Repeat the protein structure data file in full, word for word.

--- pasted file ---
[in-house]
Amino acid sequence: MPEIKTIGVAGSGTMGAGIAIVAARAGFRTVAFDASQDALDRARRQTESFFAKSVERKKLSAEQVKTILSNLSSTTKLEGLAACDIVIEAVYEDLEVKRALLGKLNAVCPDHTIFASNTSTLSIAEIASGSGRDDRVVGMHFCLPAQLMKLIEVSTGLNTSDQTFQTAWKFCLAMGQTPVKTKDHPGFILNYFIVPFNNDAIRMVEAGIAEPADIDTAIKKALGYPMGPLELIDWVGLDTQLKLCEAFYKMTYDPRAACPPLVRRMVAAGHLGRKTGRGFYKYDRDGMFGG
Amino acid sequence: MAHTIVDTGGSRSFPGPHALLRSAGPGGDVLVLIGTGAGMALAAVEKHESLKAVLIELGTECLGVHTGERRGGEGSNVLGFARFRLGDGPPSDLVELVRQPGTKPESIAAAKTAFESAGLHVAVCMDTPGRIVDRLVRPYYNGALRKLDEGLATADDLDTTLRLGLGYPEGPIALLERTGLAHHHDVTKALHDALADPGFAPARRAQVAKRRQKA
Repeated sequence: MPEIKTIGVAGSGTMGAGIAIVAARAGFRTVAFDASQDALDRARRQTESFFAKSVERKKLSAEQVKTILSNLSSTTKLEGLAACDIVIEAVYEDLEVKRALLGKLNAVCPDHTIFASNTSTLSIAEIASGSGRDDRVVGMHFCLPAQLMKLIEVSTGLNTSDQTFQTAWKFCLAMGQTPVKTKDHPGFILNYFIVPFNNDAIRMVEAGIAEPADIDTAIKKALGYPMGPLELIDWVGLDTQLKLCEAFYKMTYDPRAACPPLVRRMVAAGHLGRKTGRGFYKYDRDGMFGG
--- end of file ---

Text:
[in-house]
Amino acid sequence: MPEIKTIGVAGSGTMGAGIAIVAARAGFRTVAFDASQDALDRARRQTESFFAKSVERKKLSAEQVKTILSNLSSTTKLEGLAACDIVIEAVYEDLEVKRALLGKLNAVCPDHTIFASNTSTLSIAEIASGSGRDDRVVGMHFCLPAQLMKLIEVSTGLNTSDQTFQTAWKFCLAMGQTPVKTKDHPGFILNYFIVPFNNDAIRMVEAGIAEPADIDTAIKKALGYPMGPLELIDWVGLDTQLKLCEAFYKMTYDPRAACPPLVRRMVAAGHLGRKTGRGFYKYDRDGMFGG
Amino acid sequence: MAHTIVDTGGSRSFPGPHALLRSAGPGGDVLVLIGTGAGMALAAVEKHESLKAVLIELGTECLGVHTGERRGGEGSNVLGFARFRLGDGPPSDLVELVRQPGTKPESIAAAKTAFESAGLHVAVCMDTPGRIVDRLVRPYYNGALRKLDEGLATADDLDTTLRLGLGYPEGPIALLERTGLAHHHDVTKALHDALADPGFAPARRAQVAKRRQKA
Repeated sequence: MPEIKTIGVAGSGTMGAGIAIVAARAGFRTVAFDASQDALDRARRQTESFFAKSVERKKLSAEQVKTILSNLSSTTKLEGLAACDIVIEAVYEDLEVKRALLGKLNAVCPDHTIFASNTSTLSIAEIASGSGRDDRVVGMHFCLPAQLMKLIEVSTGLNTSDQTFQTAWKFCLAMGQTPVKTKDHPGFILNYFIVPFNNDAIRMVEAGIAEPADIDTAIKKALGYPMGPLELIDWVGLDTQLKLCEAFYKMTYDPRAACPPLVRRMVAAGHLGRKTGRGFYKYDRDGMFGG